Animation and Movie file format proposal
To summarise, an animation (.anim.binltl) is a sequence of keyframes affecting scale, rotation, position, alpha, colour and sound. But it doesn't specify what is animated, only how it is animated. It's used for animating single elements, e.g. an object in a level. A good example is rot_1fps with rotates 360 degrees every second and is used in many levels.
A movie (.movie.binltl) is basically one of the game cut-scenes (though there are a few special-case ones like end-of-level movies). It consists of a sequence of actors (images or text) each of which is animated according to an animation in the same format as above.
There's no magical encryption to these files, they're simply binary data that corresponds exactly to the structs used by the game itself. This makes it impossible for us to provide a standard "encrypt/decrypt" function for addin authors. So on the (seven hour) train ride today I spent some time perfecting my .binltl import and coming up with an XML file format describing both animations and movies.
The first thing I came up with was a direct like-for-like translation of the binary formats to XML. Check out anim_and_movie_v1.zip of both animations and movies.
Then I analysed the existing files a little more closely and came up with the following observations:
Even though a keyframe has fields for alpha, colour, angle, position, and sound strings, I have confirmed the following as true for all existing movies and animations:
- x,y are always -1 except for scale and translate transform keyframes. For those they are never -1
- angle is always -1 except for rotate transform keyframes, where it is never -1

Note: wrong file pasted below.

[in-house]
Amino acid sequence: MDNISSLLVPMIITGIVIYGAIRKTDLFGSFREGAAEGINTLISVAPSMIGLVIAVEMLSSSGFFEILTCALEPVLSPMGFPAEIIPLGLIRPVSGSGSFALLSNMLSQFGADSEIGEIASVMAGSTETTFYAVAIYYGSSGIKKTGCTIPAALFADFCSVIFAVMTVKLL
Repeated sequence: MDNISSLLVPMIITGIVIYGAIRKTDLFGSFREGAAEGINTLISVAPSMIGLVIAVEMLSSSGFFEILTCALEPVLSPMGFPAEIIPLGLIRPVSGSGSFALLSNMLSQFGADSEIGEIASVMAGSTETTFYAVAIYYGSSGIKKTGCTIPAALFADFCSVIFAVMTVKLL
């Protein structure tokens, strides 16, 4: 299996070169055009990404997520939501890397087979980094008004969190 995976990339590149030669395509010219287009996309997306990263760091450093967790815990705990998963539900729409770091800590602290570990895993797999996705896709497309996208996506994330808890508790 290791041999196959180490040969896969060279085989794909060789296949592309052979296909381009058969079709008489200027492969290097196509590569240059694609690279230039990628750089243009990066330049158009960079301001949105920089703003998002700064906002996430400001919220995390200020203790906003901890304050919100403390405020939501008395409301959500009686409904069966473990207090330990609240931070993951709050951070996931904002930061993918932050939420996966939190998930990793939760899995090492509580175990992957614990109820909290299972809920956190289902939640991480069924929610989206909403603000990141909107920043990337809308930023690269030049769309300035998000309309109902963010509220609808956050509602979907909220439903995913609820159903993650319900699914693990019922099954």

- alpha is always -1 except for alpha keyframes, where it is never -1
- colour is always -1. On the few anims where colour keyframes exist (e.g. treeBlow_trunk) there is only one keyframe and its colour value is still -1. It's not used at all on movies, only animations. Not sure whether colour frames therefore have any purpose.
- soundStr is always 0 except for sound keyframes. 0 is an offset in the string table to a null-terminated string of length 0. Sound keyframes only ever exist in movies, not raw anims.
- For movies, there are always exactly three transforms, and they're always SCALE followed by ROTATE followed by TRANSLATE (which is of course the order you want when doing matrix multiplication)
- For anims, this isn't always the case. Specifically, ball_counter_ocd breaks this by having SCALE,SCALE,ROTATE,TRANSLATE (the first scale is 2.0,2.0) and rot_1rps breaks it by having no scale or translate keyframes at all.
For movies, there are always a matching set of transform, alpha and colour frames, each frame having the same nextframe index and same interpolation type.
This doesn't apply to anims. e.g. some only have a single alpha=255 frame for their whole duration.
This doesn't apply to sound frames in movies either, which have their own existence. The sound frames are inserted at the point when the sound needs to play, even if no other types of frame exist at this point in time. The other frame types then skip over this frame via nextframe.